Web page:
by Maria Luci, editor at Maria’s Farm Country Kitchen and Rodale’s
We do a lot of applauding for “green” these days—especially at Rodale’s, where green is a way of life—but tomorrow, we invite you to spend some time honoring another color: blue.
June 8 is World Oceans Day—a day for celebrating our amazing oceans and all they provide our planet and us. World Oceans Day was begun in 1992, and it has been celebrated annually since, with the UN officially recognizing the holiday in 2008.
Here are five good reasons to celebrate our oceans.
- They help us breathe. That’s right—scientists believe that tiny marine plants produce up to 85 percent of the oxygen in our atmosphere.
- They provide us with food and medicine. Whether you enjoy fish, oysters, seaweed, or even just salt, you have to admit that life would be a lot less tasty without the ocean. Even more notably, many ingredients in new medications come from the oceans and are being used to treat cancer, infections, vision loss, heart disease, and more.
- They help regulate our climate. Our oceans are the MVPs of climate regulation, as they control global climate with currents and help keep weather patterns stable.
- They’re home to between a million and 10 million species. From majestic whales to “droopy” blobfish, the oceans are filled with a wide variety of truly amazing creatures.
- They’re absolutely beautiful—and so much fun! Sailing, swimming, snorkeling! There’s nothing like watching the bright red sun set in the ocean skyline.
Unfortunately, our oceans are becoming sicker every day.
Many things—too many to count—are threatening the health of our oceans, but we can start with a big one: pollution. According to the World Wildlife Fund, “Over 80 percent of marine pollution comes from land-based activities.” This pollution is made up of a lot of disposable products that make our lives easier, from plastic bags and plastic bottles to oil, clothing, fertilizers, sewage, and toxic chemicals. This mix of garbage and toxins severely damages marine life and the ocean environment, hurting everything from fish (which we then eat) to those marine plants that make the oxygen we breathe, while also contaminating our coastlines and coral reefs. That’s not to mention the Great Pacific Garbage Patch, a floating island of trash hundreds of miles long.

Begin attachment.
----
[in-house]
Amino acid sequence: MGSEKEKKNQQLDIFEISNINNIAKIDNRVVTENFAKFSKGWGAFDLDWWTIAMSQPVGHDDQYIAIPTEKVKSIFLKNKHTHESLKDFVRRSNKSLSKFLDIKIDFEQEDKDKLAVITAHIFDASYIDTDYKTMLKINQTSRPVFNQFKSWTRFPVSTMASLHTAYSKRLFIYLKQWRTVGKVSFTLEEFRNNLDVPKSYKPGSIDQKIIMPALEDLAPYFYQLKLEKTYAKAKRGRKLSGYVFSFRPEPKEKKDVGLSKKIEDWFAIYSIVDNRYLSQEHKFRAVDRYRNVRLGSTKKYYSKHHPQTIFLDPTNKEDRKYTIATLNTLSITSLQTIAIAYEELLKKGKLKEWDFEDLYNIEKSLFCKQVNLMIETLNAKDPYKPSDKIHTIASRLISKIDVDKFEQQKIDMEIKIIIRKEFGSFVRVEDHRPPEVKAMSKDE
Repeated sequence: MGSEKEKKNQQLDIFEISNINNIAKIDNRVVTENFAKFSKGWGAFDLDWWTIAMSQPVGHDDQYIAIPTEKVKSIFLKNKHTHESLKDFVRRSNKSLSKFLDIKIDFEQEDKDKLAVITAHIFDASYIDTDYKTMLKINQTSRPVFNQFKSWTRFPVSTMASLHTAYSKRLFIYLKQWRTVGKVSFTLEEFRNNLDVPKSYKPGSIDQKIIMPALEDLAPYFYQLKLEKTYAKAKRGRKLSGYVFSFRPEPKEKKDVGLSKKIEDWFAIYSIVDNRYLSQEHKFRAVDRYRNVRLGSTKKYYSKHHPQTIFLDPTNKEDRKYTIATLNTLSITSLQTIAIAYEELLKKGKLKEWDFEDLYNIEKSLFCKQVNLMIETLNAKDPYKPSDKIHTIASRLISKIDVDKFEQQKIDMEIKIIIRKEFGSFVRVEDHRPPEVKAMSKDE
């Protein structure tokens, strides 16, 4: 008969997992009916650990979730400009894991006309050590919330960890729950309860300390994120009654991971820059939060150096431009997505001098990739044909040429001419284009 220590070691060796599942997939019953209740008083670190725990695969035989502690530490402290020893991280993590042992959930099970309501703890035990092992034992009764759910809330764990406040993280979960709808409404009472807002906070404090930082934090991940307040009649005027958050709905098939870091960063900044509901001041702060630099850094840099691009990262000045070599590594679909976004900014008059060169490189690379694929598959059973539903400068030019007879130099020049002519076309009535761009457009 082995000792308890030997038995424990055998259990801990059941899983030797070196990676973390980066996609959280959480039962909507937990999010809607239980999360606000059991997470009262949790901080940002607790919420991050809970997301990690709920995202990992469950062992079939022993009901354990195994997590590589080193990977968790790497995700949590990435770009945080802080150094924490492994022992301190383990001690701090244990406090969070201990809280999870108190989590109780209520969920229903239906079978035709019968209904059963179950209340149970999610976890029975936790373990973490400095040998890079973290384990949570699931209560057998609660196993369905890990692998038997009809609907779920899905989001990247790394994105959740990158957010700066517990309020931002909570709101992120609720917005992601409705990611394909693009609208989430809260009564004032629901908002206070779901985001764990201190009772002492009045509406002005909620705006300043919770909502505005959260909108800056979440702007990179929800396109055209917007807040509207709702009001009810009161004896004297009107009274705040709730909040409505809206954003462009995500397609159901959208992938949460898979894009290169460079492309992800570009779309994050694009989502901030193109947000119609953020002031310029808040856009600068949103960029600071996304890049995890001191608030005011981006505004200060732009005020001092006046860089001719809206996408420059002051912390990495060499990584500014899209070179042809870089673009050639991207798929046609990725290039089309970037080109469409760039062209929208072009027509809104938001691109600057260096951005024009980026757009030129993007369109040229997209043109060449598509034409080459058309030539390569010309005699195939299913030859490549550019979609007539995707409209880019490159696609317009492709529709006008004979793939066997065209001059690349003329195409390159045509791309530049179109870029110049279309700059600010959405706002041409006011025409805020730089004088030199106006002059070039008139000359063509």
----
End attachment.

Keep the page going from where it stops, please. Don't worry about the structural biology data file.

On top of pollution, oil and gas drilling, unsustainable fishing, climate change, and habitat destruction all threaten the health of our oceans and their wildlife.
Still, there are ways to fight back. We can help make our oceans—and thus our planet—healthy. Let’s get started, on World Oceans Day and each day beyond.
Here are a few ways to help protect our big blue planet:
Take the Better Bag Challenge. World Oceans Day wants you to think about how pollution from plastic bags hurts sea turtles and ocean life everywhere. Take the better bag challenge, and commit to using reusable bags instead of disposable plastic bags for a whole year to help keep plastic out of our oceans.
Join a United By Blue Cleanup. For every United By Blue product sold, the company removes one pound of trash from our oceans and waterways through company-organized and -hosted cleanups. Help out by joining a cleanup crew and/or by purchasing the company’s earth-friendly products to help fund its efforts.
Collect plastic bottles and take them to be recycled. Plastic bottles can be turned into a multitude of new items, including patio furniture, benches, recycling bins, carpet, and even clothing (from recycled polyester). This Threads 4 Thought sports bra is made using 19 recycled bottles!
Commit to using reef-safe sunscreens. Several ingredients in conventional sunscreens may kill coral reefs and effect nearby marine life, so before you slather on the sunscreen and jump in the water, be sure to check that your chosen brand is coral-reef safe.
Plan or join a World Oceans Day event. Being part of a World Oceans Day activity or event—and telling others about it—helps spread the world and makes a difference for the ocean, its animals, our earth, and us.
Maria Luci is the manager and editor at Maria’s Farm Country Kitchen and content creator and editor at Rodale’s. She grew up in Virginia, but now lives in Philly with her husband, a black cat, and a good deal of houseplants.
Thank you, Maria Luci, for this good reminder of things we all can do for our oceans. Recycling is so easy to do and only takes a moment more than it takes to toss stuff in the trash. I’ve found a place here in Wheat Ridge where they take everything, even plastic bags, for recycling. I stopped taking the Denver Post newspaper because not only did it add so much more to have to be hauled away, but it just destroys so many trees, it’s just not worth the little news it gave me, I’d much rather look at the trees. And I can get more new on the internet. It is more work to recycle – to think about if what we are buying or doing will harm our earth, but that work will help those who come after us to be able to enjoy a world that is not dying from pollution and toxic chemicals and islands of plastic bags in our oceans.